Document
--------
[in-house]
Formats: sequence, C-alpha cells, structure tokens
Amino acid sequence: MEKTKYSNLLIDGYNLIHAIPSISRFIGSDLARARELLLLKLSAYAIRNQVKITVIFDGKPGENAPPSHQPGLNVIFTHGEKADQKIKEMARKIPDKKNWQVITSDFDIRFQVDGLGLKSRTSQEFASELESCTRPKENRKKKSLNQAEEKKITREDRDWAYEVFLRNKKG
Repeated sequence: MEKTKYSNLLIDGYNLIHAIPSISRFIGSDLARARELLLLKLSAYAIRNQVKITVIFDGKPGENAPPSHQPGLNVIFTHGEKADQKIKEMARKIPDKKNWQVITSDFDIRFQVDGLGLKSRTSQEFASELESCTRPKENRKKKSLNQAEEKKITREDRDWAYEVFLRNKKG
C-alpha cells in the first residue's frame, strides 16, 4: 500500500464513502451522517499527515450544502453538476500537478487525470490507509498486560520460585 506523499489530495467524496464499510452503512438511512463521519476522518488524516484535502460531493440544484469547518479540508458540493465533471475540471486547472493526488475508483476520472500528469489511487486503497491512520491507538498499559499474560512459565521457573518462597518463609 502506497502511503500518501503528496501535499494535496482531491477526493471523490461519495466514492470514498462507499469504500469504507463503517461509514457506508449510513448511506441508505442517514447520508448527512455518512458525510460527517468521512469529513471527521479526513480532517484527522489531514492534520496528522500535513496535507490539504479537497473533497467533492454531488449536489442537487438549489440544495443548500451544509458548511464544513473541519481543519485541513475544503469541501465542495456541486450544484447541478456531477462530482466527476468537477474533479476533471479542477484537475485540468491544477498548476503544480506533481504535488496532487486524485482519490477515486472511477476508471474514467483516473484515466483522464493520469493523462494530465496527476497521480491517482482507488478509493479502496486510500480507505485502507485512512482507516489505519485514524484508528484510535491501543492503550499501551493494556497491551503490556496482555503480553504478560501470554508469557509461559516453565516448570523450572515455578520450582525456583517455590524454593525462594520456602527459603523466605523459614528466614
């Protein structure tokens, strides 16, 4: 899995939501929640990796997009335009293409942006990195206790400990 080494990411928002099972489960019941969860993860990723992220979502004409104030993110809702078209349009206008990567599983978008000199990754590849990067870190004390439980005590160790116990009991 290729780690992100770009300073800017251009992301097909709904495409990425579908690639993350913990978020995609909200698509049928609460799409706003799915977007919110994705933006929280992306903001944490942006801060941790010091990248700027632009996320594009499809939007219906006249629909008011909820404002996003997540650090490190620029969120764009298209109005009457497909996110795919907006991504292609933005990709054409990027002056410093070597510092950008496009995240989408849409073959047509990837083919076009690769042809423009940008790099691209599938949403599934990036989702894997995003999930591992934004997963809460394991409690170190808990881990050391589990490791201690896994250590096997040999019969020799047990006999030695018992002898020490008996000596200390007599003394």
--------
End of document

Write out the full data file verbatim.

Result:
[in-house]
Formats: sequence, C-alpha cells, structure tokens
Amino acid sequence: MEKTKYSNLLIDGYNLIHAIPSISRFIGSDLARARELLLLKLSAYAIRNQVKITVIFDGKPGENAPPSHQPGLNVIFTHGEKADQKIKEMARKIPDKKNWQVITSDFDIRFQVDGLGLKSRTSQEFASELESCTRPKENRKKKSLNQAEEKKITREDRDWAYEVFLRNKKG
Repeated sequence: MEKTKYSNLLIDGYNLIHAIPSISRFIGSDLARARELLLLKLSAYAIRNQVKITVIFDGKPGENAPPSHQPGLNVIFTHGEKADQKIKEMARKIPDKKNWQVITSDFDIRFQVDGLGLKSRTSQEFASELESCTRPKENRKKKSLNQAEEKKITREDRDWAYEVFLRNKKG
C-alpha cells in the first residue's frame, strides 16, 4: 500500500464513502451522517499527515450544502453538476500537478487525470490507509498486560520460585 506523499489530495467524496464499510452503512438511512463521519476522518488524516484535502460531493440544484469547518479540508458540493465533471475540471486547472493526488475508483476520472500528469489511487486503497491512520491507538498499559499474560512459565521457573518462597518463609 502506497502511503500518501503528496501535499494535496482531491477526493471523490461519495466514492470514498462507499469504500469504507463503517461509514457506508449510513448511506441508505442517514447520508448527512455518512458525510460527517468521512469529513471527521479526513480532517484527522489531514492534520496528522500535513496535507490539504479537497473533497467533492454531488449536489442537487438549489440544495443548500451544509458548511464544513473541519481543519485541513475544503469541501465542495456541486450544484447541478456531477462530482466527476468537477474533479476533471479542477484537475485540468491544477498548476503544480506533481504535488496532487486524485482519490477515486472511477476508471474514467483516473484515466483522464493520469493523462494530465496527476497521480491517482482507488478509493479502496486510500480507505485502507485512512482507516489505519485514524484508528484510535491501543492503550499501551493494556497491551503490556496482555503480553504478560501470554508469557509461559516453565516448570523450572515455578520450582525456583517455590524454593525462594520456602527459603523466605523459614528466614
């Protein structure tokens, strides 16, 4: 899995939501929640990796997009335009293409942006990195206790400990 080494990411928002099972489960019941969860993860990723992220979502004409104030993110809702078209349009206008990567599983978008000199990754590849990067870190004390439980005590160790116990009991 290729780690992100770009300073800017251009992301097909709904495409990425579908690639993350913990978020995609909200698509049928609460799409706003799915977007919110994705933006929280992306903001944490942006801060941790010091990248700027632009996320594009499809939007219906006249629909008011909820404002996003997540650090490190620029969120764009298209109005009457497909996110795919907006991504292609933005990709054409990027002056410093070597510092950008496009995240989408849409073959047509990837083919076009690769042809423009940008790099691209599938949403599934990036989702894997995003999930591992934004997963809460394991409690170190808990881990050391589990490791201690896994250590096997040999019969020799047990006999030695018992002898020490008996000596200390007599003394």